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Fun Read

July 18, 2011

My ideal day goes: bacon, golf, cheeseburger, golf, beer, steak, cards, sleep. Occasionally, though, I find myself with unstructured hours to fillsay, flying to or from golfand when I do I'm glad I learned to read. In the old days, I'd top off my carry-on bag with a couple of books; now, I take just my Kindle, which is sold by Amazon and is the best-known electronic reader, or e-reader. I bought my first one before a trip to Australia last year, and broke it in by reading those three novels about that Swedish tattoo girl. In fact, for most of the long flight home I was the only person on the plane who wasn't asleep. Recently, I bought a second Kindle, and gave my old one to my wife.

E-reader display technology was developed more than a decade ago, by MIT guys who were concerned about paper in the global-waste stream. Their invention, which is called electronic ink, consumes teensy bits of energyand none at all when it's merely displaying a page. On a Kindle, entire books download in seconds, with no connection fee, and I can go for weeks without having to recharge. My model is a Kindle 3G ($164 with Wi-Fi and free 3G; $114 in the cheapest configuration, with Wi-Fi only and occasional, unobtrusive advertisements). It's about the size of a slender paperback, yet holds thousands of books, magazines and other files.

The Kindle has lots of rivals. The main competitor, called the Nook, is sold by Barnes & Noble and other retailers. Like the Kindle, the Nook comes in more than one version; unlike the Kindle, one of those versions, the Nook Colorwhich doesn't use electronic ink, and is really a stripped-down tablet computerdisplays pages in color, has a touch screen instead of miniature, button-like keys, and can be used for email and Web surfing ($249, Wi-Fi only). The newest Nook, called the Simple Touch Reader, is smaller and lighter than the Kindle, and has a touch screen ($139, Wi-Fi only).

One of the best things about any e-reader is that you can adjust the size of the typea great feature for people who, through no fault of their own, have become almost 40 years older than they were when they went to college. And you can try before you buy. Barnes & Noble has demo Nooks in its bookstores, and Kindles are available from RadioShack, Staples, Walmart, and other retailers, as well as from Amazon. Here are factors to consider:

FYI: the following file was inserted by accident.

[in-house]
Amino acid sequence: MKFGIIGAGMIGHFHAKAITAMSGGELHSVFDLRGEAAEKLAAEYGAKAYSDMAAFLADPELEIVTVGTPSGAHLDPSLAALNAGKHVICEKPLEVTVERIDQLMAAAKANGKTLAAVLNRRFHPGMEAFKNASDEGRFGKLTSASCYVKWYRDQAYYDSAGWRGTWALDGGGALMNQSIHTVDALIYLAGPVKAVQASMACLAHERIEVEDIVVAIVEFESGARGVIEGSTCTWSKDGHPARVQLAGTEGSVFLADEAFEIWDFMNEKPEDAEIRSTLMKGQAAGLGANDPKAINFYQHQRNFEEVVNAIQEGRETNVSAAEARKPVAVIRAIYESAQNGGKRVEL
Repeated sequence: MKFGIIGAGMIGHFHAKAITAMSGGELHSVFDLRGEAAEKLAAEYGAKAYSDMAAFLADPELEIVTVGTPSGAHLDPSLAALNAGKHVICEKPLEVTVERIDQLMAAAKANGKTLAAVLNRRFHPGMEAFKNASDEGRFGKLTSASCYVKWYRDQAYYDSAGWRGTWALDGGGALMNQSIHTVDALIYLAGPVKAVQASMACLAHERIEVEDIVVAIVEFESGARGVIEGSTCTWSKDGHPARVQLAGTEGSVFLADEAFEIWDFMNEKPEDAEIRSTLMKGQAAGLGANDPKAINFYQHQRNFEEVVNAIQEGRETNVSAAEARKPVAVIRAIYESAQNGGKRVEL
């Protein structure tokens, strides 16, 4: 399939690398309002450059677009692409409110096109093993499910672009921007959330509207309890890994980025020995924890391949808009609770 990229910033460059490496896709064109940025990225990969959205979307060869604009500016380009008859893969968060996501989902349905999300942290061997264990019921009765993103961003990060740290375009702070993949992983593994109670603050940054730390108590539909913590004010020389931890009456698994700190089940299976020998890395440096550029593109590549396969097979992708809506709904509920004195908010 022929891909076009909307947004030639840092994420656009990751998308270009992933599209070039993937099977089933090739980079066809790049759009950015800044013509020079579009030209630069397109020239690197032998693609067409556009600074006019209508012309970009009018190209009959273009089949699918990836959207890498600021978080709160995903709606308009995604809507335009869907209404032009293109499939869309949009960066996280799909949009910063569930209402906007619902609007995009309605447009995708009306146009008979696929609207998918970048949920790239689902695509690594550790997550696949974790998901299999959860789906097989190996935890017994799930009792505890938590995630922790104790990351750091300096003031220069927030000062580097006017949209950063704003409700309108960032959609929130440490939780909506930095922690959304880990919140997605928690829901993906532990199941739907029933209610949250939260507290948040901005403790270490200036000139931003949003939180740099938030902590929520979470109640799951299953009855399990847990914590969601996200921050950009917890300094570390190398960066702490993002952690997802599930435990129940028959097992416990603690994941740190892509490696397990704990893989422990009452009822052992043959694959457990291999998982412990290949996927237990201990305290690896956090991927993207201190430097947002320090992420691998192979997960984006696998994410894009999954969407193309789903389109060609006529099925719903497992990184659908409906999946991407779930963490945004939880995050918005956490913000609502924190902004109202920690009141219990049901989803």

You don't need an e-reader to read e-books. During a long wait at the dentist's office recently, I used the Kindle app on my smartphone to read the book I'd been reading on my Kindle at home. And you don't need a Kindle to have a Kindle account, or a Nook to have a Barnes & Noble account (though you can't read Nook books on Kindles or Kindle books on Nooks). And if you own an iPad you can make it do everything a Nook Color can do, except be smaller.

The main thing you do with any e-reader, other than reading, is turning pages, so make sure you're happy with the method employed by the one you buy. Barnes & Noble makes much of the fact that Nooks don't have a lot of buttons, but I find the Kindle's page buttons (which sit naturally under my thumbs) to be easier and less annoying than repeatedly swiping, tapping the screen, or pushing the stubborn page-control ridges molded into the Nook's frame.

You can read a Kindle or Nook Simple Touch in bright daylight but not in the dark; you can read a Nook Color or iPad in the dark but not in bright daylight. My solution: I accessorized my Kindle 3G with Amazon's lighted leather cover ($60), which has an ingenious retractable LED that runs off the Kindle's battery. It's bright enough to illuminate the screen, but it doesn't wake up my wife or the person snoring in the middle seat.